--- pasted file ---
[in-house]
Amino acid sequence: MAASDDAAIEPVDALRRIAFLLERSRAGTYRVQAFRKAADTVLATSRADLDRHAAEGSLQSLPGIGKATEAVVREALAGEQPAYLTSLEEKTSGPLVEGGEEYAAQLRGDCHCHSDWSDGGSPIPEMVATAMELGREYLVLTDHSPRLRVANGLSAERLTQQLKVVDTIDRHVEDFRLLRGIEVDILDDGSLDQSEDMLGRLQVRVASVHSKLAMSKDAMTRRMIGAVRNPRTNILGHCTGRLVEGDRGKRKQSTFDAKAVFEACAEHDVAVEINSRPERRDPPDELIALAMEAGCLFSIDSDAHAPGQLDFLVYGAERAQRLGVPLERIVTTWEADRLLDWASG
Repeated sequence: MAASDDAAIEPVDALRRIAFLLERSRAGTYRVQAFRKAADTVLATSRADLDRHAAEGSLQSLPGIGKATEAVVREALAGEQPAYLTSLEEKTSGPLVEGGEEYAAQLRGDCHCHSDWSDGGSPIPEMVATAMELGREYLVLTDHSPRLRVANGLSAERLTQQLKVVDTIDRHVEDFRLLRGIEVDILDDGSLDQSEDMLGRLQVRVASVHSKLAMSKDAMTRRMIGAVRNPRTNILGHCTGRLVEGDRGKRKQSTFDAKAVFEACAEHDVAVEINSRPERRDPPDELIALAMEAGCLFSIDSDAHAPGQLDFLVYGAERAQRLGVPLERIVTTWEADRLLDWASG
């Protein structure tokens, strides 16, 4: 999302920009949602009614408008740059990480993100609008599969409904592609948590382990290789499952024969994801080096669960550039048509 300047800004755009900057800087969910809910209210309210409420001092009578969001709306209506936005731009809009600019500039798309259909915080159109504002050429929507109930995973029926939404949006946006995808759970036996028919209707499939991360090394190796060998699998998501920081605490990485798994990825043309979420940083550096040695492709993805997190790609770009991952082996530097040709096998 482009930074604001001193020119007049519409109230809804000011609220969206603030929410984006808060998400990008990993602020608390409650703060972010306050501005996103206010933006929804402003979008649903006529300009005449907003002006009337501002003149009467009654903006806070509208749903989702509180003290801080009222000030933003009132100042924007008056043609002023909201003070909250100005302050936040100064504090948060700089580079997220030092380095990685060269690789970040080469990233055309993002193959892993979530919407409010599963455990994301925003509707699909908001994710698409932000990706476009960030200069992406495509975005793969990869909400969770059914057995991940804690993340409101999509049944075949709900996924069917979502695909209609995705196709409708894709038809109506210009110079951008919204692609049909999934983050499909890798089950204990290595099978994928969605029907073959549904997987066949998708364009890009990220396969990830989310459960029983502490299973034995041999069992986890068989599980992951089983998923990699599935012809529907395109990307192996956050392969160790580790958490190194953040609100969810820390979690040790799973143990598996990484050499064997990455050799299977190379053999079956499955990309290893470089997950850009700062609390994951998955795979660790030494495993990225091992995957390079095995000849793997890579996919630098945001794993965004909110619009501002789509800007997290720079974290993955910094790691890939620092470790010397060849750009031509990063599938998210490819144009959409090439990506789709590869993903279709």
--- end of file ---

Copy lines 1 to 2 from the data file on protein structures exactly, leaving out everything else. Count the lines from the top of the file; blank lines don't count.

[in-house]
Amino acid sequence: MAASDDAAIEPVDALRRIAFLLERSRAGTYRVQAFRKAADTVLATSRADLDRHAAEGSLQSLPGIGKATEAVVREALAGEQPAYLTSLEEKTSGPLVEGGEEYAAQLRGDCHCHSDWSDGGSPIPEMVATAMELGREYLVLTDHSPRLRVANGLSAERLTQQLKVVDTIDRHVEDFRLLRGIEVDILDDGSLDQSEDMLGRLQVRVASVHSKLAMSKDAMTRRMIGAVRNPRTNILGHCTGRLVEGDRGKRKQSTFDAKAVFEACAEHDVAVEINSRPERRDPPDELIALAMEAGCLFSIDSDAHAPGQLDFLVYGAERAQRLGVPLERIVTTWEADRLLDWASG